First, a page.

Father and Daughter (2000) – A Wordless Poem
Silence aptly blended with music is more expansive in evoking emotions than thousand words would. Both in literature and main stream cinema, mother’s love is more elaborately explored and is sanctified. Compared to it a father’s love is pondered the least. The contour of a father’s image is always seen in the ‘strictness’ backdrop. Often our mental picture of a father connects to a disciplinarian. So his love, though brimming, is never perceived to its fullest.
Father and Daughter is a Dutch animated short film, written and directed by Michael Dudok de Wit. The film explores the ineffable and irreplaceable love of a daughter for her beloved father who had bid adieu to her while she was a child. The film chooses the universal language, love. Hence words seem unnecessary. The vivid Dutch landscape fills the screen coupled with heart rendering music. The style of animations reveals the animator’s love for Japanese art. The animation style takes its inspirations more generously from the Japanese water paintings. The color is monochrome throughout, predominantly pales and browns.
A father and his daughter ride in their bicycle together in frame one with clarinet music filling our ears. Their intimacy is revealed in the next few frames to the viewer and the father had to leave his daughter back. Father never returns and the daughter’s longing grows with the passage of time. Time flies by and is poetically revealed through the changing scenery of the same landscape. The land wears new dresses as the seasons change.
She relentlessly waits for her father hoping his return; eyes lingered in the horizon, standing alone on the shore every day. Everything around her changes except her persistent visits. From a kid, to blossoming teens to being a wife and mother, she climbs up in her ladder of life. She habitually pauses a while whenever she happens to cross the spot where her dad departed. Even after tasting motherhood, the daughter in her keeps longing for father’s love.
She enters into the autumn of her life’s season, life clinging like a leaf on a twig ready to whither any time. Her rambunctious youth is a distant memory now and she has lost all her strength. Nothing lingers in her body except life and the longing. She drives her bicycle to the usual spot. Her attempts to make her bike steady against the gusting wind goes in vain. She abandons it and sets into the water which now is nothing more than a field of grasses, water all dried up. She swims through the grasses and finds an orphaned boat, like the one in which her father left. The daughter, now a granny, folds herself up inside the boat, as if see tries to get into her father’s womb (!) She wakes up later, sites her father at a distance, runs for him. Her wheel of life rotates backwards as she approaches him closer. She cuddles him up and they reunite, after life.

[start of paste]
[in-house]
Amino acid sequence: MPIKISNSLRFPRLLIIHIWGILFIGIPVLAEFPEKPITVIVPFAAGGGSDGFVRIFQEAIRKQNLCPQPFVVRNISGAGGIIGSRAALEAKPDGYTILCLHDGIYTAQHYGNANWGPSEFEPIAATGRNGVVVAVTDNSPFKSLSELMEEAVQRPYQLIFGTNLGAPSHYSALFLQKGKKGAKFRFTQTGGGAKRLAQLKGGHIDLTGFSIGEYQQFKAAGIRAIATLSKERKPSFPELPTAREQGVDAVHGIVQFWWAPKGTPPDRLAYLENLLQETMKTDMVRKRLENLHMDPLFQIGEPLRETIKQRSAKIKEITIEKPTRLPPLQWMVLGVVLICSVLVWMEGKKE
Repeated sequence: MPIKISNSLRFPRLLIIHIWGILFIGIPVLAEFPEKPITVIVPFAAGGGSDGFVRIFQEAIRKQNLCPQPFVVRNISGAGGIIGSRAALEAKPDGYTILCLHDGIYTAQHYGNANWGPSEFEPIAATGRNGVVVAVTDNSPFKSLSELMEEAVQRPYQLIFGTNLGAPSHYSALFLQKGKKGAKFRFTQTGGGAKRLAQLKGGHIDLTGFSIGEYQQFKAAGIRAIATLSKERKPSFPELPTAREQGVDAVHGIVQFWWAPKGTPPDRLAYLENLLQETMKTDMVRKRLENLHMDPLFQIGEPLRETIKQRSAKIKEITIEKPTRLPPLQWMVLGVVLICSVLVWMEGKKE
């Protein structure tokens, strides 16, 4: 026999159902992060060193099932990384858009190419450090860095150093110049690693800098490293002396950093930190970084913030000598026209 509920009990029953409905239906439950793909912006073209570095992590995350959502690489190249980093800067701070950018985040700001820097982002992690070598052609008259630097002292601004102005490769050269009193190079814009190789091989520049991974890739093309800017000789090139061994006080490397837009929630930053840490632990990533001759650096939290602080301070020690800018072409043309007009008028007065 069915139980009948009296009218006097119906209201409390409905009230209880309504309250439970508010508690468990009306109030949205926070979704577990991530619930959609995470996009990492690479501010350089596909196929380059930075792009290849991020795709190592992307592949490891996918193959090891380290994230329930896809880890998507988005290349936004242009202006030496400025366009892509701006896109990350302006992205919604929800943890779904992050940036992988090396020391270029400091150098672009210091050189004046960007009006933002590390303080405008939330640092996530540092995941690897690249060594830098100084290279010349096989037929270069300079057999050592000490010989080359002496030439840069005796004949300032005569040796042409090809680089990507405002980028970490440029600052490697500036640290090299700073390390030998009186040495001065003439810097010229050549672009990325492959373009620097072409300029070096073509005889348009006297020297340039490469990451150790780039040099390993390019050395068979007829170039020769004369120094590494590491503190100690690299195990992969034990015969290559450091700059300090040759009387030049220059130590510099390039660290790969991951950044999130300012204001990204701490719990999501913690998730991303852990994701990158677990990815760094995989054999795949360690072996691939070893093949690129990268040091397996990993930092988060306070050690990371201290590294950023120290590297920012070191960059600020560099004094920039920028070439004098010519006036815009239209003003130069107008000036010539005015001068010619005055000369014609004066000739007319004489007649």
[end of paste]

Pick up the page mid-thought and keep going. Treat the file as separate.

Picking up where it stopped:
The final shots of the film are poetic and touching. It plays the perfect chords of the human emotions. The elder morphing into a kid symbolizes the daughter living her past life through memories. The film incorporates the polarity of the phases of life in every stage the daughter crosses in her life. Following the visuals a little closer will make the viewer identify the passersby on the pathway, are polar opposite in their ages with that of the protagonist every time.
This film received wide appreciation on release and it won the Oscar in the Best Animated short film category in 2000. To date this is the most successful work of Michael. This Dutch born animator and writer (he has done many illustrations for books), now based in London, has so far done five Animation shorts and his feature length film is yet to come. Besides he has done many commercials for a variety of products.
Father and Daughter could be perceived in entirely another point of view than merely as the longing of a daughter for her father. This work might also be interpreted as the poignant tale of fathers who leave their families to foreign lands in pursuit of jobs that offer lucrative salaries. They dedicate their youth and entire life for family welfare. They work like animals in unknown lands and the fruit they earn is relished by the family back in their home country, whom such fathers may not see at all, for most of their lives. This film experience will evoke your love for your father and he might at least flash in your mind for a moment, at least.